Like it or not, this is probably the direction that all energy suppliers will eventually be heading - if you want to use power that’s more expensive to produce then you’ll have to pay for that luxury.

The solution that’s almost ready to go mainstream is a system where your car gets used as a battery for the house - in which case your solar panels would charge your car whenever the sun happens to come out, and your home consumption at whatever time would come from the car’s battery. An intelligent charger would ensure that the car keeps enough charge to do whatever mileage you tell it you need the next day. If you need more then you take it from the grid, if you generate a surplus then you sell it back to them - but only after your car has stored or provided what it can.

Cars will be a lot more than transport very soon.

All good points.

I’m not a heavy user in the evening by any means (0.4kw ish) and I’ve shifted as much as I can to
a) daytime (self-generated) and
b) night-time (off-peak rate)
anyway.

I don’t use a car much - I have an electric motorcycle and an e-bike, but my next car will be electric once I can solve the problem of how to charge it without running a cable across the pavement,

It’s entirely possible that the development of the mass production of batteries for e-cars may drive the prices of batteries down to the point where we’ll all end up with a stack of them tucked away in a cupboard, car or not. But a car is a very good solution, as they are a big block of batteries that many people will end up already owning. If cars and/or batteries get cheap enough then we’d all be able to buy power while it’s cheap and use it while it’s expensive.

Future smart meters could have totally flexible tariffs, to the point where live demand drives the price and the home charging/discharging system decides accordingly, according to the price per unit that the meter is currently offering it for! Then demand could start reacting to change, or even predicted change, with those who are prepared to time-shift their demand getting super-cheap rates on the understanding that they’ll be disconnected when demand is high. Many businesses already have such a system, although it’s rarely used at the moment.

I am considering the switch to the smart tariff but I don’t have enough information on which to base a comparison. I have solar and batteries but the 4pm to 7pm slot is usually when batteries start to run out, assuming I have anything in the batteries at all. In the summer that’s fine but in other months, the chances are that there will be nothing in the batteries. I have an EV which I would like to charge overnight, hence my reason for considering the switch. I could also charge batteries from the grid overnight but when I work that out it would be much more expensive, and then what do I do if the solar panels are producing lots of power the following day I can’t use? It’s a bit of a dilemma.
If I could use the car to put power back into the house in the peak period when home batteries are low that would be a winner for me.

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This was the challenge we faced, though we only have PV, no battery storage and no EV yet.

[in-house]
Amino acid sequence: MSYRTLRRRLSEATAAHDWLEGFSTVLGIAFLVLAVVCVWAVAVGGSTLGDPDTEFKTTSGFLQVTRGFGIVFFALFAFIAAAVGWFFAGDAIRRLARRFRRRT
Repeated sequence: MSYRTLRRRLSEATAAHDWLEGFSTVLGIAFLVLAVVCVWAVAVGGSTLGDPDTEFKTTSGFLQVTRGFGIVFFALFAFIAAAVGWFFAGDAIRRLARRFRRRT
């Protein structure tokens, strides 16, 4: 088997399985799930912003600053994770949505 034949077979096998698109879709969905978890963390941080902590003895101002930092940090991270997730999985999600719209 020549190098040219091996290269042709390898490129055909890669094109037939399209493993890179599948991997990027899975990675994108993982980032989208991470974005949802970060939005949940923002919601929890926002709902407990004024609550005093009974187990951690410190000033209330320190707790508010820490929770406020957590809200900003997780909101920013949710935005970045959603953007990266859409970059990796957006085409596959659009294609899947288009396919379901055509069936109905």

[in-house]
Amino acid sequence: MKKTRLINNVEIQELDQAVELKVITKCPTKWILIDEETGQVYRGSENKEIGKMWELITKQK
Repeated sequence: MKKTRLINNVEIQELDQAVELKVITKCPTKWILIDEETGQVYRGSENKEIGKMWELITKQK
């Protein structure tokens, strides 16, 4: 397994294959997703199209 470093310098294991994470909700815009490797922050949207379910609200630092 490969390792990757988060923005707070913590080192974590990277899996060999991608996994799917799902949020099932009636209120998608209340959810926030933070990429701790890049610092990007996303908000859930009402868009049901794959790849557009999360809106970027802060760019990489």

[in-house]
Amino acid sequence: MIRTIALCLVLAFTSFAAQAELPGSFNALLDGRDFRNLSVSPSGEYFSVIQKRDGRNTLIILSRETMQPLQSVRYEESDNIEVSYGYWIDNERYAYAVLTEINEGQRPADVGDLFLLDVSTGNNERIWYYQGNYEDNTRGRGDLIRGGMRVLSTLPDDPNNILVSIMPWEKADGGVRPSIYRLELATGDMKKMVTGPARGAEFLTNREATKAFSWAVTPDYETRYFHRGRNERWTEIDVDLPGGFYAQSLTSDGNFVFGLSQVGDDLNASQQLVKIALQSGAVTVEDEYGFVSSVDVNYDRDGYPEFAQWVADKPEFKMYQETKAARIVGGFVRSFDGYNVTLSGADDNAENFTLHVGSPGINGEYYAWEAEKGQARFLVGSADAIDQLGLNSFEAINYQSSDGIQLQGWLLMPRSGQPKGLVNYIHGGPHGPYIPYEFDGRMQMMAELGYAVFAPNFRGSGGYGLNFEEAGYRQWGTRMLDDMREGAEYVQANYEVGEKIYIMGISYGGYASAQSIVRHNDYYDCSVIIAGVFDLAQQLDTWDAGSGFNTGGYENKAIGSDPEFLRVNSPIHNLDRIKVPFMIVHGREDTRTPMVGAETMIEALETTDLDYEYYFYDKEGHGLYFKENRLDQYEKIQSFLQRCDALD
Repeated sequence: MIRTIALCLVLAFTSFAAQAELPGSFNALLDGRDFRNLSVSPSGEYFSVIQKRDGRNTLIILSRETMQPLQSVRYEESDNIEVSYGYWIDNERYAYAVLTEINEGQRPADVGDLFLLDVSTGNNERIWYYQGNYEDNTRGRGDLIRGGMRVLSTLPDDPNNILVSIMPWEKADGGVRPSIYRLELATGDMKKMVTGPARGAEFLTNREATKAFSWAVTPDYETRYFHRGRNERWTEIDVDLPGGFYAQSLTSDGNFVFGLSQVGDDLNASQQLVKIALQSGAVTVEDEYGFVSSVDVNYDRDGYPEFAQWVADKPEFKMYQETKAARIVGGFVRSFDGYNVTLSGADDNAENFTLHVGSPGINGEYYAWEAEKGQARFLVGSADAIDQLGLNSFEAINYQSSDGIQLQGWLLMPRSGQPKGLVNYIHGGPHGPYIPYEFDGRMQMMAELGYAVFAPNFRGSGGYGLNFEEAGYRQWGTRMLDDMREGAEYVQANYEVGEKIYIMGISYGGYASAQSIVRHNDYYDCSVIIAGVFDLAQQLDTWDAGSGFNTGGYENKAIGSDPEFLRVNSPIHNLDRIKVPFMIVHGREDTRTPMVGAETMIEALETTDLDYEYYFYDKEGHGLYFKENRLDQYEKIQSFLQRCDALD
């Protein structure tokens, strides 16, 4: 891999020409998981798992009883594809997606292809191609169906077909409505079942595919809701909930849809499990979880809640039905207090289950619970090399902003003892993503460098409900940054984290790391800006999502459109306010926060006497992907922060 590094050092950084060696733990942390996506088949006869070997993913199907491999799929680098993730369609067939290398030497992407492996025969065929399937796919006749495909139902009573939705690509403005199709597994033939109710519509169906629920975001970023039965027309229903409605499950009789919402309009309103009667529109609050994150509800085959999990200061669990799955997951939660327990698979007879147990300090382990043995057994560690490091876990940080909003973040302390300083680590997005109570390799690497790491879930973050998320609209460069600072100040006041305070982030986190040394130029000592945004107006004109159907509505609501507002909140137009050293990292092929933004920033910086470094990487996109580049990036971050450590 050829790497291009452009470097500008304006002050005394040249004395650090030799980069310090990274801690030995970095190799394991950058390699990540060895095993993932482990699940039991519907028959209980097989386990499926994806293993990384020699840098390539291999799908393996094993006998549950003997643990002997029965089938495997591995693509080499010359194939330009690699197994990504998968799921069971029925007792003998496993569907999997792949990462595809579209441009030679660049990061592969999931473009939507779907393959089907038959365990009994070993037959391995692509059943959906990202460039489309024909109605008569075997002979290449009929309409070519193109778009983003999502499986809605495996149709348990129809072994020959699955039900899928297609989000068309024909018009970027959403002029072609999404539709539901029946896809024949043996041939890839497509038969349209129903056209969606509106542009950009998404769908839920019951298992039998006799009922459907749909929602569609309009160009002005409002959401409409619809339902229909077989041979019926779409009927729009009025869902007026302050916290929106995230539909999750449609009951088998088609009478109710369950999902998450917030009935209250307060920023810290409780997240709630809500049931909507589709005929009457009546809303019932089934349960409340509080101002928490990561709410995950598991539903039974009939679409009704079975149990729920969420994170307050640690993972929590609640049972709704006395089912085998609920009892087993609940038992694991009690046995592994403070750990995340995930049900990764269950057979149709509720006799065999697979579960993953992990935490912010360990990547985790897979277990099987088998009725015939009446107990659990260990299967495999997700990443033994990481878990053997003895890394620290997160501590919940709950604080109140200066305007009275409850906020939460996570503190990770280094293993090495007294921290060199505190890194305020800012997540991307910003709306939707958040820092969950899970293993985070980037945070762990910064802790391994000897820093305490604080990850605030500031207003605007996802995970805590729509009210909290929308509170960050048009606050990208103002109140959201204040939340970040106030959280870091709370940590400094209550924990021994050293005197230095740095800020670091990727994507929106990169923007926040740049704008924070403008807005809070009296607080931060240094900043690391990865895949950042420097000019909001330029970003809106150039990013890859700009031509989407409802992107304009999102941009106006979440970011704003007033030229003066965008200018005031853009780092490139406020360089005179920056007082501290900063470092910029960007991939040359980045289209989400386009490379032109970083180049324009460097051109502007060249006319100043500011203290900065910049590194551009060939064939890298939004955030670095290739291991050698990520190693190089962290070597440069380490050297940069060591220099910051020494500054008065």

I think the smart tariff may make financial sense for a select few members who have both an EV and either PV/Batteries. With regards to PV and batteries, from around mid September to late April, our solar produces almost nothing by 4pm and is therefore unable to cover our peak time usage, with that said our PV is rather small 2.5kW.

We tried just about everything to reduce our usage at peak. Starting with the obvious; no cooking, washing, ironing, etc. But then even more reductions like limiting PCs and TV (as much as possible) and still our ambient usage (fridge, odd lights, etc) was coming to around 0.7kWh - 1kWh usage over the peak period. With an average of around 12.5kWh daily grid usage, family of 4.

And yet I still found that even on our best daily usage (lowest peak usage), produced an average overall unit rate of 14.32p/kWh. Bad days, where someone forgot the peak time, resulted in average unit rate of as high as 17.54p/kWh.

Overall, we just could not make the smart tariff work for us:

  • We could not reduce our peak usage any further
  • And simply did not use enough electricity overnight (e.g. an EV) to make it work.

Honestly, I don’t really like Bulb’s Smart Tariff as it exists, I would prefer a tariff designed especially for EV users that only had two rates, day and overnight, with a significantly reduced, yet short overnight unit rate.

With that said everyone’s usage and situation is different and having batteries and an EV may make the smart tariff work for you.

I just wish I could say with confidence, for you to give it a try and after a month or two if you are not happy request to move off of it. Unfortunately, our experience is proving that it may actually be easier to switch to another supplier than it is to move off of Bulb’s Smart-Tariff. :cry:

I will add, that I’ve contact Octo regarding their GO tariff, which we could move onto even before we have an EV. Though they too have a waiting list for getting them to install an SMETS2 Smart Meter (which is required for their GO tariff). If The trouble we’ve had with Bulb is not resolved I think I may switch to them and get in the queue to get a SMETS2 meter installed ready to get an EV early next year.

I may be making this up, and my knowledge here is limited, but I’m sure I read that the Tesla Powerwall software does some clever stuff like calculating the total available daylight hours for tomorrow, and looking at the weather forecast, and then making a prediction of the likely solar generation. It can then make a decision how much to charge up overnight from the grid at night-rate, or whether it needs to charge at all. Certainly something like this is the only real answer to your dilemma.

The next few years are certainly going to be interesting on a software development front.

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If that is correct, that is pretty impressive. Would love to invest in a Powerwall to compliment our PV, but they are rather pricey. For now putting the money towards an EV is better for us and the planet :slight_smile:

I added some charging estimates for an EV to our exciting calculations for the Smart Tariff and certainly if you are charging about +9kWh almost daily (overnight), then Bulb’s Smart Tariff should work out cheaper than their single rate. Based on our average usage + an EV, the overall unit rates come to between 11.7p and 13.9p.